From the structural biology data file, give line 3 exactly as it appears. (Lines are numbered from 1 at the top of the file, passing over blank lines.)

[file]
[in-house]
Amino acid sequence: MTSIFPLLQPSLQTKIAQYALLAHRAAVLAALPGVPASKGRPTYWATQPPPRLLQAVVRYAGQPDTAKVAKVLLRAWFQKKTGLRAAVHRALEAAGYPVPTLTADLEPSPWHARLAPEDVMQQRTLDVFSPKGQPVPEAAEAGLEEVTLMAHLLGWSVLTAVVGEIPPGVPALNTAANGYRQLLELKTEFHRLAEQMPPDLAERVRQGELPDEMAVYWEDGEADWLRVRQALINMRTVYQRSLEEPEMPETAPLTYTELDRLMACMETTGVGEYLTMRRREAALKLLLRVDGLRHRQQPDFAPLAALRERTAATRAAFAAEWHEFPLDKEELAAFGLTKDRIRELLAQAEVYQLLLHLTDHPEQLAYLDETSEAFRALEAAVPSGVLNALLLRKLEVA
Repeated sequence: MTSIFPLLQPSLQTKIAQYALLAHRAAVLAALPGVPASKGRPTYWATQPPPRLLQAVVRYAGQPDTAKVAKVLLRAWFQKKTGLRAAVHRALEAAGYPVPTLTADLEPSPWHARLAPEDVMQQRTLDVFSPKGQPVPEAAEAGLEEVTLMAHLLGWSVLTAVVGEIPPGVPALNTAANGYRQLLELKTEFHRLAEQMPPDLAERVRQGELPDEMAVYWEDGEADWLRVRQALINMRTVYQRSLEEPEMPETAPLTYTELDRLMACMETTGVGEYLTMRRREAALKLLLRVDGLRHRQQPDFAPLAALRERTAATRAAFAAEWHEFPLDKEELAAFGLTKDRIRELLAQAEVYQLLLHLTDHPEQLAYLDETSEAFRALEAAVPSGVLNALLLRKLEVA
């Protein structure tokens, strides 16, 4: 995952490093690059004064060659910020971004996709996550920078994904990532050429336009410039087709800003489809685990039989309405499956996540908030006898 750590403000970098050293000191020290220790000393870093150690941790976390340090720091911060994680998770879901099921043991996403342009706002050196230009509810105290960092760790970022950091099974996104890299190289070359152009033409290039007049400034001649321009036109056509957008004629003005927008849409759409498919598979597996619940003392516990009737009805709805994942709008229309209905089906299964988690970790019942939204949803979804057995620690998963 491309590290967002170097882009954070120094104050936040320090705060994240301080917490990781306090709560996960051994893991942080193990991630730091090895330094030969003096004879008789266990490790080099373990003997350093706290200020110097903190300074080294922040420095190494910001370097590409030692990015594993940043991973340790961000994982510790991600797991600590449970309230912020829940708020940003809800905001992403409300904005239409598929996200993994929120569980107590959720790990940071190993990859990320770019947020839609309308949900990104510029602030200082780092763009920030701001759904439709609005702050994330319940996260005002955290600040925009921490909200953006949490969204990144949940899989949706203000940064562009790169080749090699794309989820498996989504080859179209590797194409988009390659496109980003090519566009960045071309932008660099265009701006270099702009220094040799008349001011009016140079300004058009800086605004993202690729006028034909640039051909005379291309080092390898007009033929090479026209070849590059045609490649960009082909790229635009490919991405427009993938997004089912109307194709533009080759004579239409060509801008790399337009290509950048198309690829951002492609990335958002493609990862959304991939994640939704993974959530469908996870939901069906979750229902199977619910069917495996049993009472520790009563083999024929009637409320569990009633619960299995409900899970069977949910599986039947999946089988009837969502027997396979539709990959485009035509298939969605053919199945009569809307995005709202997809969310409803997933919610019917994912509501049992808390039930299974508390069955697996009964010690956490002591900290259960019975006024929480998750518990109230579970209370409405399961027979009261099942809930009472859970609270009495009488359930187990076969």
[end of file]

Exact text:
Repeated sequence: MTSIFPLLQPSLQTKIAQYALLAHRAAVLAALPGVPASKGRPTYWATQPPPRLLQAVVRYAGQPDTAKVAKVLLRAWFQKKTGLRAAVHRALEAAGYPVPTLTADLEPSPWHARLAPEDVMQQRTLDVFSPKGQPVPEAAEAGLEEVTLMAHLLGWSVLTAVVGEIPPGVPALNTAANGYRQLLELKTEFHRLAEQMPPDLAERVRQGELPDEMAVYWEDGEADWLRVRQALINMRTVYQRSLEEPEMPETAPLTYTELDRLMACMETTGVGEYLTMRRREAALKLLLRVDGLRHRQQPDFAPLAALRERTAATRAAFAAEWHEFPLDKEELAAFGLTKDRIRELLAQAEVYQLLLHLTDHPEQLAYLDETSEAFRALEAAVPSGVLNALLLRKLEVA